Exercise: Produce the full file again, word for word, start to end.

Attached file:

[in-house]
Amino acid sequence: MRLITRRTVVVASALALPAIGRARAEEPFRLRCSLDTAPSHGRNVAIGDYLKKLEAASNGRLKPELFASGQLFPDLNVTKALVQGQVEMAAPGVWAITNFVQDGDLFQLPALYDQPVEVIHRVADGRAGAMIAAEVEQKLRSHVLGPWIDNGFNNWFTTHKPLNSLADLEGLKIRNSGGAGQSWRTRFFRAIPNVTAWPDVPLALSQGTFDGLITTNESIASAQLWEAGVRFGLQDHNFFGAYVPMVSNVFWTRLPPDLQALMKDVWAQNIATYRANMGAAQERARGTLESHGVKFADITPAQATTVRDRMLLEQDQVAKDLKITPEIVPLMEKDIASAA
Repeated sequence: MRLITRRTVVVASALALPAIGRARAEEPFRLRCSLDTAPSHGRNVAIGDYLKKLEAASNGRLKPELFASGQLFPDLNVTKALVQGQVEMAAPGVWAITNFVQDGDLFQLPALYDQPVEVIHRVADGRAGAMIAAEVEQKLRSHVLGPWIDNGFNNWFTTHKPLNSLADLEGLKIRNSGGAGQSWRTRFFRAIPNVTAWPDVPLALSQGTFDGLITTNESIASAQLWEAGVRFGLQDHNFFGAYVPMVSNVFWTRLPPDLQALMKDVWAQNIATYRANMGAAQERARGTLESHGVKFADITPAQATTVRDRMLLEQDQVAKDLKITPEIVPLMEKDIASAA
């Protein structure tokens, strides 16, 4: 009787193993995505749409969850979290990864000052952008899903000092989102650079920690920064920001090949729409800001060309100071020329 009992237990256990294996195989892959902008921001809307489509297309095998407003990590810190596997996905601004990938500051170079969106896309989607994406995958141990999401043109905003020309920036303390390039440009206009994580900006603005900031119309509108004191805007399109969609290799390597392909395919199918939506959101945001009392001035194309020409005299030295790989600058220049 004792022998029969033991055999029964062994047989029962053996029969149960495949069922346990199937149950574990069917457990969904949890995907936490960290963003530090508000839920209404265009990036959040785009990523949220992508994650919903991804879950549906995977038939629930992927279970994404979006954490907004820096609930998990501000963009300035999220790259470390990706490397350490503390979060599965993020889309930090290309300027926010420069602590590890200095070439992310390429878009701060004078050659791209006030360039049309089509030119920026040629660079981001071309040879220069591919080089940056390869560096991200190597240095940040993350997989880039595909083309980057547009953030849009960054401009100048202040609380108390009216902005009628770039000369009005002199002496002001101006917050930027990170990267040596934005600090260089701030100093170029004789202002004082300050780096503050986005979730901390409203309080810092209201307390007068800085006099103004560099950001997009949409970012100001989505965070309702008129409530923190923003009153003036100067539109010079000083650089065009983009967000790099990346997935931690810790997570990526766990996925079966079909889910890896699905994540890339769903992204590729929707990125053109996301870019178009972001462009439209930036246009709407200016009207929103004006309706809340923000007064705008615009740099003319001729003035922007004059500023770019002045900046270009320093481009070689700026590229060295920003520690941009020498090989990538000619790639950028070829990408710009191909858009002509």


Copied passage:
[in-house]
Amino acid sequence: MRLITRRTVVVASALALPAIGRARAEEPFRLRCSLDTAPSHGRNVAIGDYLKKLEAASNGRLKPELFASGQLFPDLNVTKALVQGQVEMAAPGVWAITNFVQDGDLFQLPALYDQPVEVIHRVADGRAGAMIAAEVEQKLRSHVLGPWIDNGFNNWFTTHKPLNSLADLEGLKIRNSGGAGQSWRTRFFRAIPNVTAWPDVPLALSQGTFDGLITTNESIASAQLWEAGVRFGLQDHNFFGAYVPMVSNVFWTRLPPDLQALMKDVWAQNIATYRANMGAAQERARGTLESHGVKFADITPAQATTVRDRMLLEQDQVAKDLKITPEIVPLMEKDIASAA
Repeated sequence: MRLITRRTVVVASALALPAIGRARAEEPFRLRCSLDTAPSHGRNVAIGDYLKKLEAASNGRLKPELFASGQLFPDLNVTKALVQGQVEMAAPGVWAITNFVQDGDLFQLPALYDQPVEVIHRVADGRAGAMIAAEVEQKLRSHVLGPWIDNGFNNWFTTHKPLNSLADLEGLKIRNSGGAGQSWRTRFFRAIPNVTAWPDVPLALSQGTFDGLITTNESIASAQLWEAGVRFGLQDHNFFGAYVPMVSNVFWTRLPPDLQALMKDVWAQNIATYRANMGAAQERARGTLESHGVKFADITPAQATTVRDRMLLEQDQVAKDLKITPEIVPLMEKDIASAA
């Protein structure tokens, strides 16, 4: 009787193993995505749409969850979290990864000052952008899903000092989102650079920690920064920001090949729409800001060309100071020329 009992237990256990294996195989892959902008921001809307489509297309095998407003990590810190596997996905601004990938500051170079969106896309989607994406995958141990999401043109905003020309920036303390390039440009206009994580900006603005900031119309509108004191805007399109969609290799390597392909395919199918939506959101945001009392001035194309020409005299030295790989600058220049 004792022998029969033991055999029964062994047989029962053996029969149960495949069922346990199937149950574990069917457990969904949890995907936490960290963003530090508000839920209404265009990036959040785009990523949220992508994650919903991804879950549906995977038939629930992927279970994404979006954490907004820096609930998990501000963009300035999220790259470390990706490397350490503390979060599965993020889309930090290309300027926010420069602590590890200095070439992310390429878009701060004078050659791209006030360039049309089509030119920026040629660079981001071309040879220069591919080089940056390869560096991200190597240095940040993350997989880039595909083309980057547009953030849009960054401009100048202040609380108390009216902005009628770039000369009005002199002496002001101006917050930027990170990267040596934005600090260089701030100093170029004789202002004082300050780096503050986005979730901390409203309080810092209201307390007068800085006099103004560099950001997009949409970012100001989505965070309702008129409530923190923003009153003036100067539109010079000083650089065009983009967000790099990346997935931690810790997570990526766990996925079966079909889910890896699905994540890339769903992204590729929707990125053109996301870019178009972001462009439209930036246009709407200016009207929103004006309706809340923000007064705008615009740099003319001729003035922007004059500023770019002045900046270009320093481009070689700026590229060295920003520690941009020498090989990538000619790639950028070829990408710009191909858009002509």